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Anesthesiologist's role in relieving patient's anxiety

Brij Mohan, Rajan Kumar, Joginder Pal Attri, Veena Chatrath, Neeru Bala

Anesthesia: Essays and Researches 2017 11(2):449-452

Introduction: Anesthesia and surgery have proved to be highly anxiety provoking and with the rise of elective surgery, its aspect of patient's experience has become prominent in time. However, our fault as anesthesiologists is that we have not made people get versed with what we people as anesthesiologist do in the operating room. Hence, keeping in view all this, a study was carried out, in which video information/images regarding anesthesia and surgical procedure was shown to patients on PowerPoint Presentation. Different images showing previous patient's hospital journey were shown to educate patients. Methods: Two hundred patients scheduled to undergo elective surgery were taken and were divided into two groups of 100 each. Patients (study group or Group I) were shown video clippings/images of other previously operated patients and their hospital journey including surgery and anesthesia for which patient came in hospital. The study was carried out on the patient in each group while Group II was treated in normal way and not shown any type of images/videos. Hamilton Anxiety Rating Scale was used as a criterion to measure the level of anxiety in Group I and II at four different intervals that are before pre anesthetic check up (PAC), after showing videos and images in Group I, 1 h before surgery and 8 h after surgery. Statistical Analysis: The results of observation of both the groups at different intervals time were statistically compared and analyzed. These characteristics were analyzed using the “Chi-square tests” and “unpaired t-test.” Results: Video and images information if done preoperatively have been shown to reduce patient's anxiety, although little is known regarding the effects of the method. Conclusion: Showing videos/images of hospital journey for educating the patients before the operation is beneficial to patients undergoing elective surgery.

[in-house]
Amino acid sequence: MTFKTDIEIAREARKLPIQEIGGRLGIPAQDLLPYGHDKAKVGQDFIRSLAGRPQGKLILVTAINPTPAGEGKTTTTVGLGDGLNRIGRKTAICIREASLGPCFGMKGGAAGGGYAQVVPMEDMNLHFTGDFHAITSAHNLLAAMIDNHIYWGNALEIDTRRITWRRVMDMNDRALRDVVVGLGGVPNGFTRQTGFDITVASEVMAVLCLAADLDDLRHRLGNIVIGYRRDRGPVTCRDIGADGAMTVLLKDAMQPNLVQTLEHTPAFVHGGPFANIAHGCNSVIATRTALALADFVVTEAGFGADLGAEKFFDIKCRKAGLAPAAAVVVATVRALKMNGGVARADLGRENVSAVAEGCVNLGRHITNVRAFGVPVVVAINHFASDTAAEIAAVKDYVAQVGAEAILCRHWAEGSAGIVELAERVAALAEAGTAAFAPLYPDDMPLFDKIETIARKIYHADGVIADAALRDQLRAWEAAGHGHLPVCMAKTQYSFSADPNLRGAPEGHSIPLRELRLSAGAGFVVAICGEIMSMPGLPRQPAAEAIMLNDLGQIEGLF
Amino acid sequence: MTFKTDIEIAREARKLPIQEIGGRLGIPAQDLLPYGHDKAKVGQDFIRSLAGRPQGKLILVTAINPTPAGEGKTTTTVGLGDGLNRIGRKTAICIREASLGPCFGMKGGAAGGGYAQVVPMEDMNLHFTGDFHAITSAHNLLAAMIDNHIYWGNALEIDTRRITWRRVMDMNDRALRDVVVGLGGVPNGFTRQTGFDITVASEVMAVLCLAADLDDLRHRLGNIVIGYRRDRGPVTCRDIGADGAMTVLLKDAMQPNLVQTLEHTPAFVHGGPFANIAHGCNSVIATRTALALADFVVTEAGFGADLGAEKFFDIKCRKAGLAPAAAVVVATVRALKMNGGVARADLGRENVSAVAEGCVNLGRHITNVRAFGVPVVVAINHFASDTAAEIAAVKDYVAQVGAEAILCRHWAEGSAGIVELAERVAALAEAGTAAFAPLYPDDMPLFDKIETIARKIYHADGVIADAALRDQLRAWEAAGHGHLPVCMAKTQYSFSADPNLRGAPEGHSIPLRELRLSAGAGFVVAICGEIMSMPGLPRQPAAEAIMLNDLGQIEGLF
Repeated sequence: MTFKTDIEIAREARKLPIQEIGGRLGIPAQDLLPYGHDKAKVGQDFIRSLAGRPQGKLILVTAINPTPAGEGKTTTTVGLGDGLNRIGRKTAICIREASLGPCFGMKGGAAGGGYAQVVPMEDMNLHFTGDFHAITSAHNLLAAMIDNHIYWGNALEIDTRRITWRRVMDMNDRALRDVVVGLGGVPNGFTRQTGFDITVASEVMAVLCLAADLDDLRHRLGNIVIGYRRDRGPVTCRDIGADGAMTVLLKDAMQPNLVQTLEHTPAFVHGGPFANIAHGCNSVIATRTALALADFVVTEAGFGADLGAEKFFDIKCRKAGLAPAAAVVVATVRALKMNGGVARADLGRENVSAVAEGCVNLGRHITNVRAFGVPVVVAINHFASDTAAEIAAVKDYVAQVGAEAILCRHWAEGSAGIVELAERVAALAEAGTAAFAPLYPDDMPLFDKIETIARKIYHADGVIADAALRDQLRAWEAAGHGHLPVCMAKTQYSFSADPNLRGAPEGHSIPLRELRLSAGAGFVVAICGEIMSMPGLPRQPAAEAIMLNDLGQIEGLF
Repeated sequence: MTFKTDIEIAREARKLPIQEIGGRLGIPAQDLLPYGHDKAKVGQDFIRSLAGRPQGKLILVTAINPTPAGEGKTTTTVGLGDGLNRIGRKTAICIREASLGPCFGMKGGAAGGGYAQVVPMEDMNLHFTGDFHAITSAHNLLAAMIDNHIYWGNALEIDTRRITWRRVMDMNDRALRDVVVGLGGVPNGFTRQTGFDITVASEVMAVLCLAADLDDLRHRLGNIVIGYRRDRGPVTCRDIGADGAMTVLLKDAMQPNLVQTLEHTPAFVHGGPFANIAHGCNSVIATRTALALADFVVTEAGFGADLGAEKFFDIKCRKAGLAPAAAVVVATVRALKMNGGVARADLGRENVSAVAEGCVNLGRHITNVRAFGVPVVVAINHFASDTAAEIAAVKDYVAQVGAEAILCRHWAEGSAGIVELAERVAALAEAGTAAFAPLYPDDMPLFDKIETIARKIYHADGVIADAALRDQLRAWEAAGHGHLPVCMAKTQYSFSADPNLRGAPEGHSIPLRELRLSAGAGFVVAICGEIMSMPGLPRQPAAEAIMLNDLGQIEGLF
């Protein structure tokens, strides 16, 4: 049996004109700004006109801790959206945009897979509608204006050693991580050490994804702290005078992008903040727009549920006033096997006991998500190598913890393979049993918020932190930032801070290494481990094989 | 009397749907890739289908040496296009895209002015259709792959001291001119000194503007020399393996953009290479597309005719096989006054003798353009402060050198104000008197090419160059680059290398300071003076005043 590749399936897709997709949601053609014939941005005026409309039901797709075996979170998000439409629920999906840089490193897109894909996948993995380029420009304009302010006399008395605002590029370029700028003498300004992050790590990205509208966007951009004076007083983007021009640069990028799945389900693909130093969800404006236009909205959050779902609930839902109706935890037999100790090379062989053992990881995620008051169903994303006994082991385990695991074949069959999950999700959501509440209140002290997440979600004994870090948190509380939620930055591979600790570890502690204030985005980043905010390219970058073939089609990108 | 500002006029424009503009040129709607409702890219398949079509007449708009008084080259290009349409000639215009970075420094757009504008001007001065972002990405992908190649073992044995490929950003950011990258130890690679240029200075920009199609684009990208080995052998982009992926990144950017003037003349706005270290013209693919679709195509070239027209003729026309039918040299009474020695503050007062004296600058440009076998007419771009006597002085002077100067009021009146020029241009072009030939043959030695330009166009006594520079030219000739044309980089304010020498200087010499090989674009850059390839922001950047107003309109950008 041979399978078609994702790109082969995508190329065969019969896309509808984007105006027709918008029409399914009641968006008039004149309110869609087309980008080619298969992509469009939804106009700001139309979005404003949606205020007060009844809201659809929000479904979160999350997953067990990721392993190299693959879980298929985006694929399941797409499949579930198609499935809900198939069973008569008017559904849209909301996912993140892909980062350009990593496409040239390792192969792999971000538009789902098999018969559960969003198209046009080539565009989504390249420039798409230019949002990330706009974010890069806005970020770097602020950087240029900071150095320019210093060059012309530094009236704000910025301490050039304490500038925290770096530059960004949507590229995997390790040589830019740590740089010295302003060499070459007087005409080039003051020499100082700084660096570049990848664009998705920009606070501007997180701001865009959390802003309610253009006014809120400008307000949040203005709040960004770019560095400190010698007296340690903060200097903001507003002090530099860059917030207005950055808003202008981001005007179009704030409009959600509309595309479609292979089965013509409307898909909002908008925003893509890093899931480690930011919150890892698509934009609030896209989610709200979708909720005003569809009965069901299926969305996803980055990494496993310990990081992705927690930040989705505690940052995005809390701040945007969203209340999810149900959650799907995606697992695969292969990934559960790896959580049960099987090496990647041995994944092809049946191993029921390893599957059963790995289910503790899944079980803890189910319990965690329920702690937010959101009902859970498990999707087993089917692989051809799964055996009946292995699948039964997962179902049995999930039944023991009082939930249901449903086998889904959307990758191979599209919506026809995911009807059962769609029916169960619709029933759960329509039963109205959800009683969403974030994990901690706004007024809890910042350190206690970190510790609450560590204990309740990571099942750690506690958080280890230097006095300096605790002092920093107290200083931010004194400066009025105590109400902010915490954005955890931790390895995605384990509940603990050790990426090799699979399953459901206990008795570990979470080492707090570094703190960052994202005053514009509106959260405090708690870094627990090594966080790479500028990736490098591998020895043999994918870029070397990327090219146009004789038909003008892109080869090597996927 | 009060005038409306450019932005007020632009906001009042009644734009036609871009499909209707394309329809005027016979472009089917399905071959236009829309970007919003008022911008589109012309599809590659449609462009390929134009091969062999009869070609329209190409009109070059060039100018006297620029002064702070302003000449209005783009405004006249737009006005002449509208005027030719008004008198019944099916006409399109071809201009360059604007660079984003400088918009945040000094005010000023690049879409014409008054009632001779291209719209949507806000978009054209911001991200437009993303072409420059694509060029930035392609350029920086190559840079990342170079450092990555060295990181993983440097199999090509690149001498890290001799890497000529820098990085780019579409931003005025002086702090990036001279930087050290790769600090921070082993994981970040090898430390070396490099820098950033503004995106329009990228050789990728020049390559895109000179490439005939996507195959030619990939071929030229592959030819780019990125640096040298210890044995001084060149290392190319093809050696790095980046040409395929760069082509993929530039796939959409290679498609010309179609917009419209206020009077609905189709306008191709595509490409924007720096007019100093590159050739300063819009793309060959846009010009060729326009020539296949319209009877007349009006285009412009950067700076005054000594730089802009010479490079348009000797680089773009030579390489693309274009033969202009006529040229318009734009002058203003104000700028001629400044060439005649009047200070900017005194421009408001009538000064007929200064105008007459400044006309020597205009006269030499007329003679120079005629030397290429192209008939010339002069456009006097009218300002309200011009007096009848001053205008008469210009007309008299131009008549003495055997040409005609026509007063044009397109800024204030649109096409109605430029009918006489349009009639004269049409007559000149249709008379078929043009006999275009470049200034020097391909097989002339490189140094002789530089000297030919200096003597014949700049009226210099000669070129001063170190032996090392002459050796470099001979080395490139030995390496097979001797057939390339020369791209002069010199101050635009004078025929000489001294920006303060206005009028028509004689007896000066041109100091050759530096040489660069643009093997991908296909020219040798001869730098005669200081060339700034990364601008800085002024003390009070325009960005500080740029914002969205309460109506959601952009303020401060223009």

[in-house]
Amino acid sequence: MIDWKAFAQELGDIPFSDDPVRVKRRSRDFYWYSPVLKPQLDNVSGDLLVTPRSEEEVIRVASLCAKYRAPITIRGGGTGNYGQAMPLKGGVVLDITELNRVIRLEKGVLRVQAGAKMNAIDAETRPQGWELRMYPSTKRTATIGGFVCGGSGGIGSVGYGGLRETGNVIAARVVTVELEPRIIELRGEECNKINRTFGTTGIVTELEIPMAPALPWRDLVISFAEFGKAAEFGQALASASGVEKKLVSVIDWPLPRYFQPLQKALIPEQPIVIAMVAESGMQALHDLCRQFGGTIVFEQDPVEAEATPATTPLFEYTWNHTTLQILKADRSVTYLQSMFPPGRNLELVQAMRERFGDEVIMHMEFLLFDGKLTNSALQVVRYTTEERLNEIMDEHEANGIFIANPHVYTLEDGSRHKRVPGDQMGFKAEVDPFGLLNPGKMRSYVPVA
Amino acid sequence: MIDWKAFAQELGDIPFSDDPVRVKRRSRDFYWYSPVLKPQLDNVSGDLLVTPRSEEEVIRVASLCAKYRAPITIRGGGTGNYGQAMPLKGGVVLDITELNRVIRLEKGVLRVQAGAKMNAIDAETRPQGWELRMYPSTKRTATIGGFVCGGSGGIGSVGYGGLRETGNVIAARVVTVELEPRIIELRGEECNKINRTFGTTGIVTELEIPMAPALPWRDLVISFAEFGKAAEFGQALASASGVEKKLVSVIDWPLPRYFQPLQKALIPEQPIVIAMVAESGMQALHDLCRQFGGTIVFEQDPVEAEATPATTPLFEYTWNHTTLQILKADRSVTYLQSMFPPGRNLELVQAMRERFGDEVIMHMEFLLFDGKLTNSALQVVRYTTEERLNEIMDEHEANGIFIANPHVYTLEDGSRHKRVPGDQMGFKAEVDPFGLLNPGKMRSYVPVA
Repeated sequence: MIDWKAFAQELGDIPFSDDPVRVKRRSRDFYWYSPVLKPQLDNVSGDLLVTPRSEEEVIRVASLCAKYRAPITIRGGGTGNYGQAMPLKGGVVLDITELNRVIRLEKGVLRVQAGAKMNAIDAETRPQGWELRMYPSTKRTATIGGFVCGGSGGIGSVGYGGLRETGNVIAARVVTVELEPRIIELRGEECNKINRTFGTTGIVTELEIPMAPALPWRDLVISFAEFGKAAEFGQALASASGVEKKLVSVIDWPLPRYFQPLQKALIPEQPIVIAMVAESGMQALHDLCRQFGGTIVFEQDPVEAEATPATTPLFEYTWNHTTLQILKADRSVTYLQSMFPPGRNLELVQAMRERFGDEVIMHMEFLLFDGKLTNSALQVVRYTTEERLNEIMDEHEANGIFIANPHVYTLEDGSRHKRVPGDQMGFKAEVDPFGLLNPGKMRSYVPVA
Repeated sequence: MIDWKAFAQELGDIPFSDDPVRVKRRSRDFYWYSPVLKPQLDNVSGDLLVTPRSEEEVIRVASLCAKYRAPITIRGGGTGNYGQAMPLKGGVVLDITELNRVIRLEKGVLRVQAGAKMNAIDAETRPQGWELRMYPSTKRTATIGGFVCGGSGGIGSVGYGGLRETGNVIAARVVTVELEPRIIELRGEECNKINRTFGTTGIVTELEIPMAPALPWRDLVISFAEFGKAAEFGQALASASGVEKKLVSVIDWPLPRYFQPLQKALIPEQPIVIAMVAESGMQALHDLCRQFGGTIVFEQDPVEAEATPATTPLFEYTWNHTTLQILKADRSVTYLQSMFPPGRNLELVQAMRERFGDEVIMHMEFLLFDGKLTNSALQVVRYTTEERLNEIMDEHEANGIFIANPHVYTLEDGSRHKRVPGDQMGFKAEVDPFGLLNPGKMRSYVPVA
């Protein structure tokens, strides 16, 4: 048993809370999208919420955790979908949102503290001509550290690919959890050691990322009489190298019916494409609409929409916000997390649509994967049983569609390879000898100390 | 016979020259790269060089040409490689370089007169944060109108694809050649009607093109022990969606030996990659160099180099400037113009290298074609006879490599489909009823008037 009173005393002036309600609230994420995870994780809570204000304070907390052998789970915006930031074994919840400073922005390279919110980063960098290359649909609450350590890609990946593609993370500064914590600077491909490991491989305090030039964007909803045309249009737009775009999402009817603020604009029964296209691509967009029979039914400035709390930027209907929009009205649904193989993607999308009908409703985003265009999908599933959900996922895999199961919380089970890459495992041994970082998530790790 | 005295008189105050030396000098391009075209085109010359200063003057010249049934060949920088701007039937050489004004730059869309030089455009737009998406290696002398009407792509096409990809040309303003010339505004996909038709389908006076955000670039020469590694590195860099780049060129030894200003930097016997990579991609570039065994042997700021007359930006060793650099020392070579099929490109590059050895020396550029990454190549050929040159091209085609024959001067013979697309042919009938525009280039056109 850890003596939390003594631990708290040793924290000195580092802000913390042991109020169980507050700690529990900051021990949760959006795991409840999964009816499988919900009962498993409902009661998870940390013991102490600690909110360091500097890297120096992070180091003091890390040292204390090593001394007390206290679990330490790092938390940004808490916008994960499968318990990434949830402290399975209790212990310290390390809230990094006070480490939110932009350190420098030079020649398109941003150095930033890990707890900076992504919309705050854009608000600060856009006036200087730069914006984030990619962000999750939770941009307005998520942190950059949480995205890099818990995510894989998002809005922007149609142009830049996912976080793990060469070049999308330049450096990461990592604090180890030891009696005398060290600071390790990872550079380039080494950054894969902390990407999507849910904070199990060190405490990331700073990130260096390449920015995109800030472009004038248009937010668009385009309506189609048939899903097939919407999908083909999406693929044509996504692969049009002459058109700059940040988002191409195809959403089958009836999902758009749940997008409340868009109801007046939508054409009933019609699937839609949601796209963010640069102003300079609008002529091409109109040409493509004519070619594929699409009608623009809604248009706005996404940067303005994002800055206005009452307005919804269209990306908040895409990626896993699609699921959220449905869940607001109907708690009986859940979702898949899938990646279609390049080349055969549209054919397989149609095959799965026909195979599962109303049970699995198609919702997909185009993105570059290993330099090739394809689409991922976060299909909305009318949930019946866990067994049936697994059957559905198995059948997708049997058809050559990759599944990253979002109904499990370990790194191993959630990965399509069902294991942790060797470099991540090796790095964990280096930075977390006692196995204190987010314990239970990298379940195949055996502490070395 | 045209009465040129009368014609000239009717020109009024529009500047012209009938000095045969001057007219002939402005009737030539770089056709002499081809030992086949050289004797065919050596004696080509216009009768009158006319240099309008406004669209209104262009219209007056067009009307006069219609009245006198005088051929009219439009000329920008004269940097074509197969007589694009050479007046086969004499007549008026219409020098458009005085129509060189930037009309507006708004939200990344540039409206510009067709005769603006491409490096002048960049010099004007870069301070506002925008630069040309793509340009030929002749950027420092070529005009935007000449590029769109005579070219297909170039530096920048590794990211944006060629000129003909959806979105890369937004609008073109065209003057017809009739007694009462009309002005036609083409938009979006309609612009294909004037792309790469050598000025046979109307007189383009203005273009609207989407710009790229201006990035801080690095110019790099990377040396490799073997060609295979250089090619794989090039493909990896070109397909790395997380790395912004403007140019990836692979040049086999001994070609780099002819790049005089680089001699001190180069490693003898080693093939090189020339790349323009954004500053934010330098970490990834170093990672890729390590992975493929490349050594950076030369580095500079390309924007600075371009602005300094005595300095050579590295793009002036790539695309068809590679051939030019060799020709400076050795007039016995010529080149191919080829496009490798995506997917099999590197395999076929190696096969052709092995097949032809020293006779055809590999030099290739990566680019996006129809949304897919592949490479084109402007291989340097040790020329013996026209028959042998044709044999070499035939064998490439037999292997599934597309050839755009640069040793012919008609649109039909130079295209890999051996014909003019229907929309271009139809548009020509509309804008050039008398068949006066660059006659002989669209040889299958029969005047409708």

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Randomized controlled trial for evaluating the analgesic effect of nalbuphine as an adjuvant to bupivacaine in supraclavicular block under ultrasound guidance

Nazia Nazir, Shruti Jain

Anesthesia: Essays and Researches 2017 11(2):326-329

Introduction: Benefits of regional anesthesia can be prolonged by adding adjuvants to local anesthetics. This study was designed to test the efficacy of adding nalbuphine to bupivacaine in supraclavicular brachial plexus blockade using ultrasound (US) guidance. Methodology: This was a prospective, randomized, double-blind study involving sixty patients of either sex undergoing elective orthopedic procedures of upper limb. In control Group C (n = 30), 30 mL of 0.375% bupivacaine + 1 mL normal saline and in study Group N (n = 30), 30 mL of 0.375% bupivacaine + 1 mL (10 mg) nalbuphine were used for giving supraclavicular block under US guidance. Parameters assessed were onset and duration of sensory and motor block, duration of analgesia (DOA), and any adverse events. Data between the groups were analyzed using independent t-test with SPSS 16.0 software. Results: In Group N, there was a statistically significant shorter time to onset of sensory blockade (4.89 ± 1.5 vs. 14.62 ± 1.73 min, P = 0.000), longer duration of sensory block (373.17 ± 15.56 min vs. 157.82 ± 11.02 min, P = 0.000), shorter onset time to achieve motor block (8.83 ± 1.9 min vs. 18.76 ± 1.75 min, P = 0.000), longer duration of motor block (313.92 ± 16.22 min vs. 121.87 ± 16.62 min, P = 0.000), and prolonged analgesia (389.33 ± 14.52 min vs. 171.65 ± 19.79 min, P = 0.000). Conclusion: Nalbuphine when added to bupivacaine as an adjuvant in supraclavicular block significantly shortened the onset of sensory and motor block and enhanced the duration of sensory and motor block and DOA.